Hi Chris and all, >From personal communications I understand that my comments sounded harsher or >more broadly critical than they were intended. I certainly didn't mean to be >dismissive of the study of nocturnal flight calls! But the recent ID threads >raise some issues that deserve thought.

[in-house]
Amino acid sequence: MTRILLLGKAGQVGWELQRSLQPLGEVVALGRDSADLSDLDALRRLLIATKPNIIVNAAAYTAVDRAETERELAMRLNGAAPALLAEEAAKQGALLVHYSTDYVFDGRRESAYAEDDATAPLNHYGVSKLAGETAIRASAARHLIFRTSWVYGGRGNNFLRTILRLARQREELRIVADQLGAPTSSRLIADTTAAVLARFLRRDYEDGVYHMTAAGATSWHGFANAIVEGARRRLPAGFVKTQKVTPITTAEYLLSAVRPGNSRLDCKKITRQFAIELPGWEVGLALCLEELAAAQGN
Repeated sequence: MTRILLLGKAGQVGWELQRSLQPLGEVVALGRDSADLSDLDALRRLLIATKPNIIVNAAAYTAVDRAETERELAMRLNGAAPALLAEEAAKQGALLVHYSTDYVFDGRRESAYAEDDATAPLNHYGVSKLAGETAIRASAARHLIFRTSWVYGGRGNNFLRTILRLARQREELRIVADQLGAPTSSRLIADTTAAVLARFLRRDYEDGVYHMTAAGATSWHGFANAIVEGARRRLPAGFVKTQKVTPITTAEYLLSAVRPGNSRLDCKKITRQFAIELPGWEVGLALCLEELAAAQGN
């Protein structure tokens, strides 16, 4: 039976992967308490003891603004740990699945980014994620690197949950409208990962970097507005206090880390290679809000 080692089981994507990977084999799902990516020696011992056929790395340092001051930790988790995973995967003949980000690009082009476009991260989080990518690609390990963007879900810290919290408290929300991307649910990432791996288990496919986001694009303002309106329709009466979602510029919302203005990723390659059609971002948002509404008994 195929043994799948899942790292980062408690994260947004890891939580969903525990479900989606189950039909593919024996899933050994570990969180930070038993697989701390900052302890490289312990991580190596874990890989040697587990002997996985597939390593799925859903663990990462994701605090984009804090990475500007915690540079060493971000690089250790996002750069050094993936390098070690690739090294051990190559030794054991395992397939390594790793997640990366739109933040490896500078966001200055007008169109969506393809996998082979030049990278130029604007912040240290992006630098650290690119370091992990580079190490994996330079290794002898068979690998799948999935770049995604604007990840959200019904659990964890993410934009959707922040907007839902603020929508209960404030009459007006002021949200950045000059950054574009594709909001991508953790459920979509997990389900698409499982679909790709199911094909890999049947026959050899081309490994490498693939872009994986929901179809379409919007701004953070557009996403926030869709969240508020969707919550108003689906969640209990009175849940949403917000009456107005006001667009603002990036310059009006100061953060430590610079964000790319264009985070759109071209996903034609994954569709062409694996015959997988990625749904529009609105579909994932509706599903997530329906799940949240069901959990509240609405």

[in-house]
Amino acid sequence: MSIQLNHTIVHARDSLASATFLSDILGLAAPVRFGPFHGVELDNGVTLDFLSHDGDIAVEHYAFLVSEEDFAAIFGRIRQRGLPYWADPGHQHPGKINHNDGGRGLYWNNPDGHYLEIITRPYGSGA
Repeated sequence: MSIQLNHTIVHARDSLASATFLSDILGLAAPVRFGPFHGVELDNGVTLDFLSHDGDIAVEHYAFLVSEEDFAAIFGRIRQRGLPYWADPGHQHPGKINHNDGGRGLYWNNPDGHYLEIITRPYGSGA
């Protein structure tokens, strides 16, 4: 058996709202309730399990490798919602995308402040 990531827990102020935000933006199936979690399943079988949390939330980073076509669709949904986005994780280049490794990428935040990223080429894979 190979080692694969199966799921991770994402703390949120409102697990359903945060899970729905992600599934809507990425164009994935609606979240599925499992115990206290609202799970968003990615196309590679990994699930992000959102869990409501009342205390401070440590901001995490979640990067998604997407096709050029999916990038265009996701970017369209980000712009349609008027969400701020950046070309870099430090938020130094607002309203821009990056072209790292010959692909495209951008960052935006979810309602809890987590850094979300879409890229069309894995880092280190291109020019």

As I understood it, people have been using automated methods for sampling and recording nocturnal flight calls, rather than listening and recording in real time. The potential value of automation over direct observation is obvious in terms of data volume and efficiency--much larger datasets per unit of research effort. But let's not forget that there must be a trade-off in terms of quality--that the automated protocol will probably miss lots of interesting stuff that it's not "looking" for, and that more of the sounds it picks up will be difficult to identify (due to truncation, loss of context, or whatever), than if somebody had been recording the whole night period and listening to everything carefully in its context. Against this seemingly obvious trade-off, it struck me as questionable for the best minds of nfc analysis to expend so much effort and expertise in manually analyzing a very small number of ambiguous data points (it was the selection of these particular clips that seemed haphazard and ex post facto). To me, this approach squanders the advantages that the automated technique offers in terms of efficiency while yielding very minimal improvements to data quality. If, as I suspect, the motivation for fixating on these particular odd and unexpected recordings isn't really so much about improving datasets per se, but is rather an expression of curiosity and a desire to learn, then let's at least be honest about how this feeds back to the trade-off. My query really comes down to this: there must exist some point at which the effort sacrificed for combing out and correcting a small number of ambiguous, truncated recordings consumes so much time that one might have achieved better data (and more personal satisfaction) via direct observation of selected hours of nocturnal activity. Shai Mitra Bay Shore, NY ________________________________________ From: Christopher T. Tessaglia-Hymes [c...@cornell.edu] Sent: Wednesday, May 3, 2017 3:10 PM To: NFC-L Subject: [nfc-l] Truncation, Amplification, and Purpose... <<As to the concern about these kinds of observations as being haphazard and ex post facto, I think this may be a misperception of the purpose of listening for or collecting data pertaining to night flight calls. Do any of you remember a time when nobody understood anything about night flight calls or what species vocalize at night or through which regions they pass? Questions addressing these unknowns have been answered and are actively being answered by people trying to dissect this mystery. Without collecting audio data and identifying or characterizing them, we will forever remain ignorant of how night migrants use this often little-recognized form of habitat – airspace. This isn’t purely about ticking off species on a personal backyard checklist, this is about expanding the collective knowledge of nocturnal migration through night flight call data collection and identification. Along with supplemental data from RADAR stations and local eBird checklist, these data all add tremendously to help better clarify our understanding of how birds use air space habitat during nighttime movement. The results from these forms of data collection can also help mitigate the negative impact and interference that aerial structures or other skyward objects have on birds using airspace habitat during migration.>> Good birding and night flight call listening!! Sincerely, Chris T-H On May 2, 2017, at 5:46 AM, Preston Lust <prestonl...@yahoo.com<mailto:prestonl...@yahoo.com>> wrote: 5/1/17 -- 10:03 PM Last night, I recorded some interesting calls - the first one sounding similar to northern cardinal. Do these calls originate from two separate species of birds, or are they one? And which species? Thank you. Preston Lust, Westport CT -- NFC-L List Info: Welcome and Basics<http://www.northeastbirding.com/NFC_WELCOME> Rules and Information<http://www.northeastbirding.com/NFC_RULES> Subscribe, Configuration and Leave<http://www.northeastbirding.com/NFC-L_SubscribeConfigurationLeave.htm> Archives: The Mail Archive<http://firstname.lastname@example.org/maillist.html> Surfbirds<http://www.surfbirds.com/birdingmail/Group/NFC-L> Birding.ABA.Org<http://birding.aba.org/maillist/NFC> Please submit your observations to eBird<http://ebird.org/content/ebird/>! -- <Tseep_2017-05-01_22.03.10_00.wav><Screen Shot 2017-05-02 at 5.42.29 AM.png> -- Christopher T. Tessaglia-Hymes Field Applications Engineer Bioacoustics Research Program, Cornell Lab of Ornithology 159 Sapsucker Woods Road, Ithaca, New York 14850 W: 607-254-2418<tel:607-254-2418> M: 607-351-5740<tel:607-351-5740> F: 607-254-1132<tel:607-254-1132> http://www.birds.cornell.edu/brp -- NFC-L List Info: Welcome and Basics<http://www.northeastbirding.com/NFC_WELCOME> Rules and Information<http://www.northeastbirding.com/NFC_RULES> Subscribe, Configuration and Leave<http://www.northeastbirding.com/NFC-L_SubscribeConfigurationLeave.htm> Archives: The Mail Archive<http://email@example.com/maillist.html> Surfbirds<http://www.surfbirds.com/birdingmail/Group/NFC-L> Birding.ABA.Org<http://birding.aba.org/maillist/NFC> Please submit your observations to eBird<http://ebird.org/content/ebird/>! -- -- NFC-L List Info: Welcome and Basics – http://www.northeastbirding.com/NFC_WELCOME Rules and Information – http://www.northeastbirding.com/NFC_RULES Subscribe, Configuration and Leave – http://www.northeastbirding.com/NFC-L_SubscribeConfigurationLeave.htm Archives: The Mail Archive – http://firstname.lastname@example.org/maillist.html Surfbirds – http://www.surfbirds.com/birdingmail/Group/NFC-L Birding.ABA.Org – http://birding.aba.org/maillist/NFC Please submit your observations to eBird! – http://ebird.org/content/ebird/ --